I've got a word processor (WordGrinder) which supports Unicode. It can export LaTeX files, which then get run through XeTeX.
Unfortunately, it seems that while XeTeX understands the Unicode correctly, it's not doing any kind of font substitution if the default font doesn't have a particular glyph in it. And since the default font is Computer Modern Roman, which has lousy font coverage, the default behaviour if I don't specify a font is that all my Unicode characters just vanish. This is not optimal.
For test purposes I've installed Linux Libertine O and hard-coded a reference to the font. More things now work, because Linux Libertine has much better Unicode coverage. But I still have missing glyphs. And I'd very much prefer not to have to hardcode a font reference in my output files because that makes it much less likely that the end user will be able to use the output files. (Linux Libertine O is not a default part of my distribution, for example.)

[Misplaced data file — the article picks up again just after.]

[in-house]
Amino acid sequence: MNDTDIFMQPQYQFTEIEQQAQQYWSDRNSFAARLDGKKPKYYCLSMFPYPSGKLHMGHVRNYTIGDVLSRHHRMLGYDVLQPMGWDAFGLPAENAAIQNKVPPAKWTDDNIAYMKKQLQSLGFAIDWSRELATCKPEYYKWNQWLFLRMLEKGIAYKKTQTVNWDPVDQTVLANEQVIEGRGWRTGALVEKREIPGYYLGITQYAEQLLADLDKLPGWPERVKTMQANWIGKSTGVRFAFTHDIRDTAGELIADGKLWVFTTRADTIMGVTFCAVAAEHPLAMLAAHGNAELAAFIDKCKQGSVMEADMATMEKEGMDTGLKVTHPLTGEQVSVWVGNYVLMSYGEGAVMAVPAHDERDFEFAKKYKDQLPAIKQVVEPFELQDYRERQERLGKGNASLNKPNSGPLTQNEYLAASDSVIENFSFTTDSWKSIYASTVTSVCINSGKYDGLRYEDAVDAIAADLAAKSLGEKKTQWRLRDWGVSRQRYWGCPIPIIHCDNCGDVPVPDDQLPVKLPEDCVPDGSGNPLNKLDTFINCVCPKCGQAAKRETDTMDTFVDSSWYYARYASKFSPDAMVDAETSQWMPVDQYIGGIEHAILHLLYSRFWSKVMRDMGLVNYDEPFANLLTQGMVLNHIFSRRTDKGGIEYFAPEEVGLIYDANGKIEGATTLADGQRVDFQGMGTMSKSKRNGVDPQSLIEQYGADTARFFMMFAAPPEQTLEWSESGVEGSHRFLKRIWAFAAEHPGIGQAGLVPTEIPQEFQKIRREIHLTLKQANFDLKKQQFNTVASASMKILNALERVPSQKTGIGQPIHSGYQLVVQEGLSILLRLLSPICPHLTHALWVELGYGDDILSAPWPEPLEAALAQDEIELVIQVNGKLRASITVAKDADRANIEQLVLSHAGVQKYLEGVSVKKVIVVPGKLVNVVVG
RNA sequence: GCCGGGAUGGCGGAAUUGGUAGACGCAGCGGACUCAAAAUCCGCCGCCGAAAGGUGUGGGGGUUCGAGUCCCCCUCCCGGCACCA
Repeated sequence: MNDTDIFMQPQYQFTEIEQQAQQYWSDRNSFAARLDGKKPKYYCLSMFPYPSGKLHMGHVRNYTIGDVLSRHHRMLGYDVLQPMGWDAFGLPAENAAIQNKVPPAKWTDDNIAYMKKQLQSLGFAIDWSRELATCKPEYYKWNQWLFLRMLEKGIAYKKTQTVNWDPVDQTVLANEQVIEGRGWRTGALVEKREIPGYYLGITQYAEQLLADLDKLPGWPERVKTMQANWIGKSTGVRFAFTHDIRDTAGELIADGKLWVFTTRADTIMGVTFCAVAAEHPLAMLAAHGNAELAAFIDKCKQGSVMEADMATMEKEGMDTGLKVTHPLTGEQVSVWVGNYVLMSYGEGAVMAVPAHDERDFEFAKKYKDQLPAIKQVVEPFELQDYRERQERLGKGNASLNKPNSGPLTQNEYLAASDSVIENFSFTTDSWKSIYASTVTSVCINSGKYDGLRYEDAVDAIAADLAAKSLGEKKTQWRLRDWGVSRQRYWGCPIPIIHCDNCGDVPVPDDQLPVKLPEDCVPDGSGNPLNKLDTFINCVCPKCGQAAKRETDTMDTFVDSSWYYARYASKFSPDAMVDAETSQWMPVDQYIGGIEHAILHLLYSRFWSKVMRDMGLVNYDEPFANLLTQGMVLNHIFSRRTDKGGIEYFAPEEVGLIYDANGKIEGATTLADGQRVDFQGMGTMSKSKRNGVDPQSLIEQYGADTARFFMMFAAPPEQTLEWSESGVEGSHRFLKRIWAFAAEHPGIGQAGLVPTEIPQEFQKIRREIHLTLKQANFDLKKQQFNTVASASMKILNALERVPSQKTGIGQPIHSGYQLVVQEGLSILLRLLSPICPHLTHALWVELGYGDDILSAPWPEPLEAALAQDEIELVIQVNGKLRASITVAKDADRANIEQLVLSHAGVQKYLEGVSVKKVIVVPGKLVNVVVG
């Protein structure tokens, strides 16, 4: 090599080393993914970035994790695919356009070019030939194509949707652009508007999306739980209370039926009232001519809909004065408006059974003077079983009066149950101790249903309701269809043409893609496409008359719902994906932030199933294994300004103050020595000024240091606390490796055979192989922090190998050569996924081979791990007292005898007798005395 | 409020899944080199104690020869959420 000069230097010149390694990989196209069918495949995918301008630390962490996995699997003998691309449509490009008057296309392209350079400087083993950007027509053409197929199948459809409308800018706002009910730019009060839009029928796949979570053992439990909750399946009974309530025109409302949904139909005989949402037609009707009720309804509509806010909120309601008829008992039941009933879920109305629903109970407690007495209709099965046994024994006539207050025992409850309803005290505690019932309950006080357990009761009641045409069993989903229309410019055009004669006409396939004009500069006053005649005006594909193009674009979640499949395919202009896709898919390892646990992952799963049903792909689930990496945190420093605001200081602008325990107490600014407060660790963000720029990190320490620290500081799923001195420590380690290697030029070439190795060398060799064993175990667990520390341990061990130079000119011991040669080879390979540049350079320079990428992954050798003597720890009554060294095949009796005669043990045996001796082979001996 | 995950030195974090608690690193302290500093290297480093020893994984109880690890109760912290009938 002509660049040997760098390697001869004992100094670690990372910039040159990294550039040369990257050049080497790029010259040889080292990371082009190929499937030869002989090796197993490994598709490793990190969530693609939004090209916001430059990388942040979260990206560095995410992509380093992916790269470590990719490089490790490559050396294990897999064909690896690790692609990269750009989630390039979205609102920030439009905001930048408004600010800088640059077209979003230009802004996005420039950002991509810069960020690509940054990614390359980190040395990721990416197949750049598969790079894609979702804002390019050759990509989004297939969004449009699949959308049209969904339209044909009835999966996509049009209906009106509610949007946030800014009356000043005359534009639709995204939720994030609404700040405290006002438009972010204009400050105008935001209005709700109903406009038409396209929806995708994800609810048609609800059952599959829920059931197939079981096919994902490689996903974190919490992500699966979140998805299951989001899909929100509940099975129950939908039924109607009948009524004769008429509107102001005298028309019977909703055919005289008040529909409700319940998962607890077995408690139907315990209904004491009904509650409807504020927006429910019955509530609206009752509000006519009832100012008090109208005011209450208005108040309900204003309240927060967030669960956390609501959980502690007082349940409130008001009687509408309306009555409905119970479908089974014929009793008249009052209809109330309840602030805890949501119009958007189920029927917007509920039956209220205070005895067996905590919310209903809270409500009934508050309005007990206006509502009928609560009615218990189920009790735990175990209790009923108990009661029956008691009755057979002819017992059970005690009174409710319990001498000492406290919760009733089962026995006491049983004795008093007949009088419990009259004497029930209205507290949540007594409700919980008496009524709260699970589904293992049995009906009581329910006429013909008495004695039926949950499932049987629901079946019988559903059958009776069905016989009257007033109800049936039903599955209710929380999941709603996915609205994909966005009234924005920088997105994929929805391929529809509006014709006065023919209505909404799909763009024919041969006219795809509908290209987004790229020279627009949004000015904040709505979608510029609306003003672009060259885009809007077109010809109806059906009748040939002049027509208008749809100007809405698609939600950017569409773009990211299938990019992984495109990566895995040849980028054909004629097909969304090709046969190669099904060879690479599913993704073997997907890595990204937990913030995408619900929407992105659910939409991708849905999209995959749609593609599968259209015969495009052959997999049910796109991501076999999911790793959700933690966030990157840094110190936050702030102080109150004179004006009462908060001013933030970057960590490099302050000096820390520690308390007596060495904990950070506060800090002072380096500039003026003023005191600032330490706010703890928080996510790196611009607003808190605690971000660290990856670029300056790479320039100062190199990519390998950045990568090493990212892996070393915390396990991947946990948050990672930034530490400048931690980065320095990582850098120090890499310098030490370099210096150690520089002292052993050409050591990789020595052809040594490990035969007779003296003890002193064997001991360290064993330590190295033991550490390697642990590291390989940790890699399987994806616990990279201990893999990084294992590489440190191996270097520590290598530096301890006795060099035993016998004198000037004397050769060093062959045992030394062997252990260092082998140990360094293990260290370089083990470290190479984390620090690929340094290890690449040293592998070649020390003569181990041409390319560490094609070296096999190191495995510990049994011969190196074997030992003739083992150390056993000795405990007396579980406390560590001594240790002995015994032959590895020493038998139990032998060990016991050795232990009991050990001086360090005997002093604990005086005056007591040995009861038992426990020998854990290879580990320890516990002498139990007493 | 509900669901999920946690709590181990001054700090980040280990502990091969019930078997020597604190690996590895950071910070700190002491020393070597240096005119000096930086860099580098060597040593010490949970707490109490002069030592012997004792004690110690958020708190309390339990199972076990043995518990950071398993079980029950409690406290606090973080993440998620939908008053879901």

Is there any way I can tell XeTeX to automatically find an appropriate font which supports the Unicode glyphs? I'm quite happy with rendering in Computer Modern Roman and falling back to something else for unsupported glyphs; I don't care if the appearance is mismatched as long as the glyphs are actually there. (If the user wants a specific font they can edit the file.)
The distribution I'm currently using is the Debian version of xetex-live, but I'd like a distribution-agnostic fix if there is one. I'm happy with requiring XeTeX.